You don't have to have read any of the earlier Harry Bosch novels. This novel refers back to previous events, but tells you everything you need to know about them in order to understand the current story. If you've never read Connelly, this is an excellent place to start.


As you might suppose, I got a lot of mail after my essays on homework. Most of it was supportive. Home schoolers wrote in to gloat, of course ("My kids don't have any homework; we finish up the day's schooling by one p.m. and the rest of the day is free reading, sports, chores, and play; and they do great on all the standardized tests").

Many parents wrote in relief ("I thought I was the only one who hated how much homework my kids do") and some were determined to take action ("I should be in charge of what my kids do at home, so I'm going to talk to the teachers").

Quite a few teachers wrote in agreement -- or surprise ("I never questioned giving homework till I saw how much my own kids had to do"; "I realized I was giving out homework just because it was expected").

To my disappointment, there were also fiery letters accusing me of wanting to make America's kids dumber, of "letting up on them," informing me that kids today are lazy and stupid and the last thing they need is to be given more time to play.

All these negative letters shared one attribute in common: They sounded like the writers were really, really angry at kids. I guess I just don't understand that attitude. I like kids. I work with lots of kids of many ages and I see them work hard and take responsibility and treat each other kindly and thoughtfully. I see other behaviors, too -- but I remind myself that they're kids and they're still under construction and still finding out who they intend to be.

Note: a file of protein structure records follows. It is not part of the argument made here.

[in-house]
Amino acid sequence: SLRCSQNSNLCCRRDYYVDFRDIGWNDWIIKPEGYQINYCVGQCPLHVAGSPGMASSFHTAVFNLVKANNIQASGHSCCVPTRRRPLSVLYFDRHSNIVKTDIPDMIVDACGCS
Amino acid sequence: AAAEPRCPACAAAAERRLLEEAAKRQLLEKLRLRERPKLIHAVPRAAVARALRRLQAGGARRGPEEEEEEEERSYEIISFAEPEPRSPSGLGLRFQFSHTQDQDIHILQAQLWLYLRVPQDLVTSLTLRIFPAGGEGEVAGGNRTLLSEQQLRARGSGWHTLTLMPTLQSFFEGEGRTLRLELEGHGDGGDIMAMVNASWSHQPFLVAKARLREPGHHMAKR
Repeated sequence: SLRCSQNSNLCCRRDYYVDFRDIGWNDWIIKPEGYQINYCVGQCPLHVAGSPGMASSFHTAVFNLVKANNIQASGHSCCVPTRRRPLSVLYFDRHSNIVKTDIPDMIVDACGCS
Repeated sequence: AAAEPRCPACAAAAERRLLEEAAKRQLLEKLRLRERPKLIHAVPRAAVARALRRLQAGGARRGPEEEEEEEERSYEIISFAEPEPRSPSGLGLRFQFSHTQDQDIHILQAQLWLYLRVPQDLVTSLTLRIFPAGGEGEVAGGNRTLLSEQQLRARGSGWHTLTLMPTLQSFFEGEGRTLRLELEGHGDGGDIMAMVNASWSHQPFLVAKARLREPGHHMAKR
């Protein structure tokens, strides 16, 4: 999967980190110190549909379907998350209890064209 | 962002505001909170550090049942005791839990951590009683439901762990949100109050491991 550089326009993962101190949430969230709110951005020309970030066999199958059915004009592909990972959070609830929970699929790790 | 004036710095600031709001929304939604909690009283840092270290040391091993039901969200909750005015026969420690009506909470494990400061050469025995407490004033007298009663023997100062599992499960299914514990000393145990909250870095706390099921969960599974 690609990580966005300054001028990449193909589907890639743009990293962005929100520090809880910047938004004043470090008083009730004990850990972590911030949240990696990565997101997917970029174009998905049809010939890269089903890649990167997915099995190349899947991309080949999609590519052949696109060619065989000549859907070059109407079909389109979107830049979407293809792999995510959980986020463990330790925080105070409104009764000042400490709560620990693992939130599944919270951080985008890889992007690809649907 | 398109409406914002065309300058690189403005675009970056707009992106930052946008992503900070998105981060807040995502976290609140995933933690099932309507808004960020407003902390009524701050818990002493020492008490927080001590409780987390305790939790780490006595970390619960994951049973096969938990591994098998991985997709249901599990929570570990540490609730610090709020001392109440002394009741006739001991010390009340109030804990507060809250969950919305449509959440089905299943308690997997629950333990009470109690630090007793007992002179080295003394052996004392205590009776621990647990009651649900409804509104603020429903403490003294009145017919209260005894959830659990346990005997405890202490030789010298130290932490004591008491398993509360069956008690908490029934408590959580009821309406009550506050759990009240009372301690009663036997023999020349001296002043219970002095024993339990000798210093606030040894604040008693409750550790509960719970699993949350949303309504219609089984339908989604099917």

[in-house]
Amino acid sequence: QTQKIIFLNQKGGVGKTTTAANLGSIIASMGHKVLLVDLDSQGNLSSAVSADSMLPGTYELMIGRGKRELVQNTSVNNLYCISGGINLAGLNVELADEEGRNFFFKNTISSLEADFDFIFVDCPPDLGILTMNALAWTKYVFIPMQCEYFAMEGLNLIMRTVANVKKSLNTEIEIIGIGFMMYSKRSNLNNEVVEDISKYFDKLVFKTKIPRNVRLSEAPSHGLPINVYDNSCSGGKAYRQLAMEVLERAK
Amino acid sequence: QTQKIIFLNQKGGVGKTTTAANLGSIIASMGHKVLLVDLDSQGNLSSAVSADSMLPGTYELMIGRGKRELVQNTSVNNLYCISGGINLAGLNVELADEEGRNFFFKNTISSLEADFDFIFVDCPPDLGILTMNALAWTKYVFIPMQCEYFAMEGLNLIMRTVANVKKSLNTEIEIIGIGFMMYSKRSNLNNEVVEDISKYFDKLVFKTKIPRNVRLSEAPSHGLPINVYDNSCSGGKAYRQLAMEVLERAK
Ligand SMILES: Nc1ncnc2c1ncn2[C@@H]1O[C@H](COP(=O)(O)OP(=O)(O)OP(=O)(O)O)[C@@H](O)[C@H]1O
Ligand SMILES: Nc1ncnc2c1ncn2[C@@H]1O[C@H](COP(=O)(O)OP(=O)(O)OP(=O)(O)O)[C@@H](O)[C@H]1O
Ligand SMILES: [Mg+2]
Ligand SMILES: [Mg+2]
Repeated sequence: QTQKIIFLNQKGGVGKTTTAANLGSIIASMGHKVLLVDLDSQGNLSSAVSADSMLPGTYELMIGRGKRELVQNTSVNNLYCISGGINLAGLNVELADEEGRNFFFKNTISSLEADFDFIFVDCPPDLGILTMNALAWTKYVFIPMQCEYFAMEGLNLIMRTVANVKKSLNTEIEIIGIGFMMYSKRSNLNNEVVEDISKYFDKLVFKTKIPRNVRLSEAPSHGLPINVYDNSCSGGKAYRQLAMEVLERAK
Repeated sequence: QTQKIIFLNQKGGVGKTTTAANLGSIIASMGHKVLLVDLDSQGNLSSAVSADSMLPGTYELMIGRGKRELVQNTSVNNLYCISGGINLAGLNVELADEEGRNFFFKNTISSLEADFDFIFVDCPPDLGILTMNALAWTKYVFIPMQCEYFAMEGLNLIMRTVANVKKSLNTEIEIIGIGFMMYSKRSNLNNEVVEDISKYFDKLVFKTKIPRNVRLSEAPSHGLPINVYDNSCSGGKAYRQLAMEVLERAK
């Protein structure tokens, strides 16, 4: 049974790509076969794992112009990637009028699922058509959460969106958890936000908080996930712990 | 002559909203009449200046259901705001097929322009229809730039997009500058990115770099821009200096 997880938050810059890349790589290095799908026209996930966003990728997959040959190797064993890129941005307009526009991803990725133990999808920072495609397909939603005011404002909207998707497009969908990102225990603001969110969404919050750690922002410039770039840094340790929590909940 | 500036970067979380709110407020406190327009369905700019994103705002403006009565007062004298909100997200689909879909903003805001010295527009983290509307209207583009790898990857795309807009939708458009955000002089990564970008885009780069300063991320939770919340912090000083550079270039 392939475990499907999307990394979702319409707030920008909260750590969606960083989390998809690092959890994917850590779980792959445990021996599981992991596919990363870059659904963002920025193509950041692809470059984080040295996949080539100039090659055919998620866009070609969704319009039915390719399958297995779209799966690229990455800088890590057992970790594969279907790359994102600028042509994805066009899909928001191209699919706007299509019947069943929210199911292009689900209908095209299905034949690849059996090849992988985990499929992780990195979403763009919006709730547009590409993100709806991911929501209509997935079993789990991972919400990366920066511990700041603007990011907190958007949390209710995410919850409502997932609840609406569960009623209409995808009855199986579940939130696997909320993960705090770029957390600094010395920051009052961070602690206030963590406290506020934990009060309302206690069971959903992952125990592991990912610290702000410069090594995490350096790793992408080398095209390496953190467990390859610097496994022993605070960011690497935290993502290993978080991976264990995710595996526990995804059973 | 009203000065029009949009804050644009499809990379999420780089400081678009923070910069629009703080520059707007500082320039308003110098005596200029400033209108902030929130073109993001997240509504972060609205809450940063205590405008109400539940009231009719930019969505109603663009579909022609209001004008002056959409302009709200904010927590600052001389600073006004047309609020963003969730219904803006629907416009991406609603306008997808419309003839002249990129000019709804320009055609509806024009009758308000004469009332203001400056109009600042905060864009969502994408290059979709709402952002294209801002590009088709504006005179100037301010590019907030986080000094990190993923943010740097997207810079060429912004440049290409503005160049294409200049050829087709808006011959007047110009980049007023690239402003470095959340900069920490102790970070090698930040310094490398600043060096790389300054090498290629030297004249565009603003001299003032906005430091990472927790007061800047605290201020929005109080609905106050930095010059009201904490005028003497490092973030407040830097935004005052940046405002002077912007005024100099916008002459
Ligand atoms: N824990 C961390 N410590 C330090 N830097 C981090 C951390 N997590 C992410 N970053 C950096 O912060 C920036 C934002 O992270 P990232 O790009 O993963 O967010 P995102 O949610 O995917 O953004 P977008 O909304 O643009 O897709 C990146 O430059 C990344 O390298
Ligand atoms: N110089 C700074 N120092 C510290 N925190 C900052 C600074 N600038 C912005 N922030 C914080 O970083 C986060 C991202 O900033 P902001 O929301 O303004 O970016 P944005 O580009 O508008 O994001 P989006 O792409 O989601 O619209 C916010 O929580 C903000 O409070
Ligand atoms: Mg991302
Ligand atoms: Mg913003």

And they'll never find out if they don't have any free time in which to explore the possibilities of life. There's plenty of time to work and slave when you're an adult. Why grind them down at such an early age that they never experience the possibilities of freedom at all?

Still: After all my complaining about bad and useless homework, I have to tell you about a homework assignment that our family absolutely loved.

Our seventh-grade daughter's social studies teacher gave her the assignment of writing personal and family history. There was a sheet of paper giving her various tasks to perform. She needed to locate on a world map all the countries where close relatives lived or ancestors had come from; then, on a U.S. map, states where relatives lived.

But it went deeper. She was to find out funny or fascinating positive stories about family members and ancestors. Learn about the meaning of her own name and why she was given it. Write down her own hobbies and current interests.

The assignment included creating a scrapbook with pictures. She was also asked to describe any family heirlooms. In our daughter's case, she has a pillowcase hand painted by the great great grandmother she was named for, and a swatch of hair from a great grandfather.

We devoted last Monday night to talking about that homework assignment. We enumerated all the countries where any family members she actually knew had ever lived. Her mother had lived for a semester in Paris; I had my two years in Brazil; and thanks to a peripatetic uncle, she has cousins that have lived in New Zealand, Korea, and the United Arab Emirates.